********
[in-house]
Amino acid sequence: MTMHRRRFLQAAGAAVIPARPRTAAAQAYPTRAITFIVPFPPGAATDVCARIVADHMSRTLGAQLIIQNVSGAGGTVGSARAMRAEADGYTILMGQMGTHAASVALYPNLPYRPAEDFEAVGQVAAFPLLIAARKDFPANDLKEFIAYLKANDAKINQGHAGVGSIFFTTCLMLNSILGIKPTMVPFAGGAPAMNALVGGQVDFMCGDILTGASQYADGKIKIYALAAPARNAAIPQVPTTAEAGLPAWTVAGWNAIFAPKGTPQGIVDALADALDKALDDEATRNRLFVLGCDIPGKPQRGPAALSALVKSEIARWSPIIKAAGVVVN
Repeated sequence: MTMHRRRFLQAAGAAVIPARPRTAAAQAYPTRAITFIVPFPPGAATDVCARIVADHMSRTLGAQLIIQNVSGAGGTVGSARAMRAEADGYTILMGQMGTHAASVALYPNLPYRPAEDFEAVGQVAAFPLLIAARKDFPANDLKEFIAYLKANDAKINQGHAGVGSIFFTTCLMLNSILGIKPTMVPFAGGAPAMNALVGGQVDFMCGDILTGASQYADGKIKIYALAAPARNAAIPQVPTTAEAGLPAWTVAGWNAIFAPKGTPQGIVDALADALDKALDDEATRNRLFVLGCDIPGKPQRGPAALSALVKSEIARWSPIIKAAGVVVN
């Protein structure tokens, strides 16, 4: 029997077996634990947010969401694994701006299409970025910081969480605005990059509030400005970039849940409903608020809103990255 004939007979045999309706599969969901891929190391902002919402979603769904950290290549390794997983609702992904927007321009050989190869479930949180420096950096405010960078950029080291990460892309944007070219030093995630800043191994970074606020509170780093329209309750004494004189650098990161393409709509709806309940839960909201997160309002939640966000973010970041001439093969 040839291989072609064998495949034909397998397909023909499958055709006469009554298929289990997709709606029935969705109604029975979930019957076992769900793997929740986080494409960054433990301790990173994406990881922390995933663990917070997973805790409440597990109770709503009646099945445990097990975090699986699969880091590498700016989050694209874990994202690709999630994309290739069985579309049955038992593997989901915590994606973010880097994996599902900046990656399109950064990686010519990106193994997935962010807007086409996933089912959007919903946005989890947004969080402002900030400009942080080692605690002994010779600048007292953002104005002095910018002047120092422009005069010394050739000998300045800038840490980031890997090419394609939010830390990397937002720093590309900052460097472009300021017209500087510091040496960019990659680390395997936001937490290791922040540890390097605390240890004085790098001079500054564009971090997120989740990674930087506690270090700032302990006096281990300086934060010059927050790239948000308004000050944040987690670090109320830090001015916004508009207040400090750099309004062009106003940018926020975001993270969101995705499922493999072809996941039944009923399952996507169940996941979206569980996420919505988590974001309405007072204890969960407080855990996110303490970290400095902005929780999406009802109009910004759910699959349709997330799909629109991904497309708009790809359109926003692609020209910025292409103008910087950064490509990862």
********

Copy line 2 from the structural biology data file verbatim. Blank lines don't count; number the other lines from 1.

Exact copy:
Amino acid sequence: MTMHRRRFLQAAGAAVIPARPRTAAAQAYPTRAITFIVPFPPGAATDVCARIVADHMSRTLGAQLIIQNVSGAGGTVGSARAMRAEADGYTILMGQMGTHAASVALYPNLPYRPAEDFEAVGQVAAFPLLIAARKDFPANDLKEFIAYLKANDAKINQGHAGVGSIFFTTCLMLNSILGIKPTMVPFAGGAPAMNALVGGQVDFMCGDILTGASQYADGKIKIYALAAPARNAAIPQVPTTAEAGLPAWTVAGWNAIFAPKGTPQGIVDALADALDKALDDEATRNRLFVLGCDIPGKPQRGPAALSALVKSEIARWSPIIKAAGVVVN